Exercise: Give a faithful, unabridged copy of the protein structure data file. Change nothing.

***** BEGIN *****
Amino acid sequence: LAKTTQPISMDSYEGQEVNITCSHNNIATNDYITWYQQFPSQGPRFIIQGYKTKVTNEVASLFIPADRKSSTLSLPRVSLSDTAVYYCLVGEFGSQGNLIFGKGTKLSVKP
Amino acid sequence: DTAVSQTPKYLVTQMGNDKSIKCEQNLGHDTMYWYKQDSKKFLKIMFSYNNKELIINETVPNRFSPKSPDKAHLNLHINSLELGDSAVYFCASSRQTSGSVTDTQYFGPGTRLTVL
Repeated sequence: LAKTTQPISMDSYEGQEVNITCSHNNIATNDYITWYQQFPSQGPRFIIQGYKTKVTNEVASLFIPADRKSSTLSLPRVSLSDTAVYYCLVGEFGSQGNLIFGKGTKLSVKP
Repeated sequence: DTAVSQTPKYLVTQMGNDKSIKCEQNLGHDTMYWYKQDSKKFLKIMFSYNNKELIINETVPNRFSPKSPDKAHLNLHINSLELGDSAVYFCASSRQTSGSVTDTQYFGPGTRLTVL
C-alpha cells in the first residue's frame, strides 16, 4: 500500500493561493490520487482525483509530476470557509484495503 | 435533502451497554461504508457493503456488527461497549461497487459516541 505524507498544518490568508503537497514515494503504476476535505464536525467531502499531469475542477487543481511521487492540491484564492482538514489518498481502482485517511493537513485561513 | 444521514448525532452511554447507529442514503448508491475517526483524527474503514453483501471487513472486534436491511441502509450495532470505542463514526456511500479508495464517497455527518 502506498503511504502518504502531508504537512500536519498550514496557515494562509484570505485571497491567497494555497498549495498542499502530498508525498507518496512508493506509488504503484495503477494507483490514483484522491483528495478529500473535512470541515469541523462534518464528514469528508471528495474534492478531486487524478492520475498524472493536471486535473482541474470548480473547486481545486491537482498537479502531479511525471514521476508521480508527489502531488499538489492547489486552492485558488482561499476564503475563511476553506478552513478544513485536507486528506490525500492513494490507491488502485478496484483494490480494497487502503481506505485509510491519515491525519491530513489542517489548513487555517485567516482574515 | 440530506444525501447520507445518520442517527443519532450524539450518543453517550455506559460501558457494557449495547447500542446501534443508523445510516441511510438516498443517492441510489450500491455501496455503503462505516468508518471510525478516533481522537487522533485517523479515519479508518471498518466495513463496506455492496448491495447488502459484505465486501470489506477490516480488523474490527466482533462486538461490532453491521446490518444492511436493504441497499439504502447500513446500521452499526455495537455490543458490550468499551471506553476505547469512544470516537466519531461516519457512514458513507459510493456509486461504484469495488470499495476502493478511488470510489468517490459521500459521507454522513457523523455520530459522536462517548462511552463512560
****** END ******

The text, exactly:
Amino acid sequence: LAKTTQPISMDSYEGQEVNITCSHNNIATNDYITWYQQFPSQGPRFIIQGYKTKVTNEVASLFIPADRKSSTLSLPRVSLSDTAVYYCLVGEFGSQGNLIFGKGTKLSVKP
Amino acid sequence: DTAVSQTPKYLVTQMGNDKSIKCEQNLGHDTMYWYKQDSKKFLKIMFSYNNKELIINETVPNRFSPKSPDKAHLNLHINSLELGDSAVYFCASSRQTSGSVTDTQYFGPGTRLTVL
Repeated sequence: LAKTTQPISMDSYEGQEVNITCSHNNIATNDYITWYQQFPSQGPRFIIQGYKTKVTNEVASLFIPADRKSSTLSLPRVSLSDTAVYYCLVGEFGSQGNLIFGKGTKLSVKP
Repeated sequence: DTAVSQTPKYLVTQMGNDKSIKCEQNLGHDTMYWYKQDSKKFLKIMFSYNNKELIINETVPNRFSPKSPDKAHLNLHINSLELGDSAVYFCASSRQTSGSVTDTQYFGPGTRLTVL
C-alpha cells in the first residue's frame, strides 16, 4: 500500500493561493490520487482525483509530476470557509484495503 | 435533502451497554461504508457493503456488527461497549461497487459516541 505524507498544518490568508503537497514515494503504476476535505464536525467531502499531469475542477487543481511521487492540491484564492482538514489518498481502482485517511493537513485561513 | 444521514448525532452511554447507529442514503448508491475517526483524527474503514453483501471487513472486534436491511441502509450495532470505542463514526456511500479508495464517497455527518 502506498503511504502518504502531508504537512500536519498550514496557515494562509484570505485571497491567497494555497498549495498542499502530498508525498507518496512508493506509488504503484495503477494507483490514483484522491483528495478529500473535512470541515469541523462534518464528514469528508471528495474534492478531486487524478492520475498524472493536471486535473482541474470548480473547486481545486491537482498537479502531479511525471514521476508521480508527489502531488499538489492547489486552492485558488482561499476564503475563511476553506478552513478544513485536507486528506490525500492513494490507491488502485478496484483494490480494497487502503481506505485509510491519515491525519491530513489542517489548513487555517485567516482574515 | 440530506444525501447520507445518520442517527443519532450524539450518543453517550455506559460501558457494557449495547447500542446501534443508523445510516441511510438516498443517492441510489450500491455501496455503503462505516468508518471510525478516533481522537487522533485517523479515519479508518471498518466495513463496506455492496448491495447488502459484505465486501470489506477490516480488523474490527466482533462486538461490532453491521446490518444492511436493504441497499439504502447500513446500521452499526455495537455490543458490550468499551471506553476505547469512544470516537466519531461516519457512514458513507459510493456509486461504484469495488470499495476502493478511488470510489468517490459521500459521507454522513457523523455520530459522536462517548462511552463512560